Once you submit your formal request, you’re not done. You want to make sure you follow-up until you receive that formal approval and know that your registration has gone through. Most training providers require payment in advance of the course start date, and so you will want to stay on top of your request so you don’t miss out on your opportunity.

If you are working with us for a live training class like The Business Analyst Blueprint, stay in touch about the steps you are going through and when you expect approval and funding to actually come through.

Often we can work with you and your unique situation because we really love to see people be able to join us for a live program. And because there is a start date, that’s a reason to be starting up front – earlier rather than later. You might give yourself a month or even two months ahead of a course start date to start the funding process in your organization.

If No Funding for Training…

What if there are no funds for training? You’ll want to get specific details on when funding is made available, how those budgets are prepared, and what you can do to get your share of the funding in future fiscal years. So now you’re thinking of planning in advance for say 6 or 12 months from now so you can have these investments later in your career lifecycle.

Also, realize there is always money somewhere. There may be portions of other budgets that can be reallocated to training. Perhaps your manager has funding ear-marked to bring in a consultant for a specific project. Would they be able to save those costs by you having this training? So think about where there might be money in other areas that you can tap into.

If your manager says no or not now, ask for more information and a reason why. Do they want you to find a different opportunity? Is there a doubt they have? Is there a specific time you should come back and ask again?

Consider Investing in Yourself

And if you feel adamant that this training will help your career growth, it may be the time to make the investment in yourself. Consider the long-term impact on your personal growth and salary potential. Don’t use your employer’s unwillingness to invest in you right now as a reason or an excuse to stay stagnant in your career.

This complacency can have a disastrous impact on your career. Should there be an unexpected change in your company and you find yourself out in the job market without the skills you need to be successful, it can be a long road to get back on track.

Be Ready for Common Objections

Now let’s look at some of the common objections managers have to investing in training. We’re doing this not to energize them, but so that you can be prepared to speak to them. What might your manager say that causes a “no” that you can turn into a “yes”?

Often you’ll hear, “But it’s a busy time for projects.” This is where it’s up to you to make a commitment to keep up with your project work. Our programs are flexible at Bridging the Gap, and actually will help you do even better on the projects you are working on anyway.

This also saves you money, or your organization money over an in-person class, as there are no additional travel costs to consider. Those are things you can speak to and talk about with your manager if you are considering online programs, especially those like ours at Bridging the Gap.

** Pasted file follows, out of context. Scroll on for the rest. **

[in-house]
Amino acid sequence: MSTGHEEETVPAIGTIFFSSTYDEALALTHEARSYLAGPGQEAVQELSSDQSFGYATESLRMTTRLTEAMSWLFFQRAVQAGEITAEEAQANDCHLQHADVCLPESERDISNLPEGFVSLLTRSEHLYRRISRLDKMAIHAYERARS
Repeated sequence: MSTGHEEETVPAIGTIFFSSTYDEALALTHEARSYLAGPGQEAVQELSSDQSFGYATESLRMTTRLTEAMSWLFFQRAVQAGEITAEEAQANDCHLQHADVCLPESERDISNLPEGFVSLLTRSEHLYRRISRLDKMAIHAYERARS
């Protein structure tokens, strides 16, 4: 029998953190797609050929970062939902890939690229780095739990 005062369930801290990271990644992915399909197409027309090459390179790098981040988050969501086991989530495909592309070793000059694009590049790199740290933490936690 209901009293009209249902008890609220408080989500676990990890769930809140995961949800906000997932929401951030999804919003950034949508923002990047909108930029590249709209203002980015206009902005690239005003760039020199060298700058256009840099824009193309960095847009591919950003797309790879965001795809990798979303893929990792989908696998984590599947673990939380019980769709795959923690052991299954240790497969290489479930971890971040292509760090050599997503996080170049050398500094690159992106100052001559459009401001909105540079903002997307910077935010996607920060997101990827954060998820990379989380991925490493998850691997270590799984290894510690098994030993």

Or perhaps you hear that they are saving money for specific tool training, or a specific technical skill. This means they are not seeing the value of business analysis, and the core skills you’d learn when it comes to elicitation or requirements gathering or business process improvement.

Articulate how you’d use one of the techniques on the projects you are assigned now. For example, for a typical implementation of a cloud computing system, you would have new creative ways to analyze and improve the business process, so the tool works as expected for the stakeholders.

So instead of learning details of that tool, you’re actually learning how to help make sure that tool actually improves the process.

And in something like The Blueprint, you’d even learn the data modeling and mapping techniques, which helps ensure the business data transfers smoothly from one system to another. So again, core skills that would help with the implementation of a tool like that.

Another thing you might hear is, “You are already doing great work. We don’t need you to learn anything new.” This means they are not seeing the potential for you to do even more work or higher level work, and the value this would have for the organization.

Revisit the questions around pain points and opportunities, and consider how you can better frame the training you want to support those. And how you can start adding value now, so they see you adding more value now as a head start into getting that approval for training.

Many times, objections like these are great conversations to have. They give you great insight not just into the funding available but how you can develop your career in the organization. Go in with an open mind, be willing to learn, use your business analysis skills to LISTEN! That’s one of the key skills we have as business analysts.

What Strategies Have You Used to Receive Funding For Training?

What strategies have you found help you receive corporate training or funding for training? Leave a comment below to help out others in the community. We build our profession one business analyst at a time. Success starts with you.

Again, I’m Laura Brandenburg from Bridging the Gap. We provide best-in-class online training for business analysts. We’d love to see you in a future program. And if there is anything we can do to help you receive funding for one of our training programs, please be in touch.

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Comments

  1. If I could offer a few tips to other BA’s asking for approval:
    1. Provide a summary of what you expect to gain from the course.
    2, Detail how that applies to your role as a BA. To me, these are a good exercise to talk through before moving to approval. It takes the leg work out of the process for the manager and provides proof of concept.
    3. Finally, and this aligns with the concept of “being confident”, set a hard deadline for a response. Explain that availability is limited and this course fills up fast. Managers, HR directors, Accountants are all busy people. There’s no harm in setting an expectation for something that is important.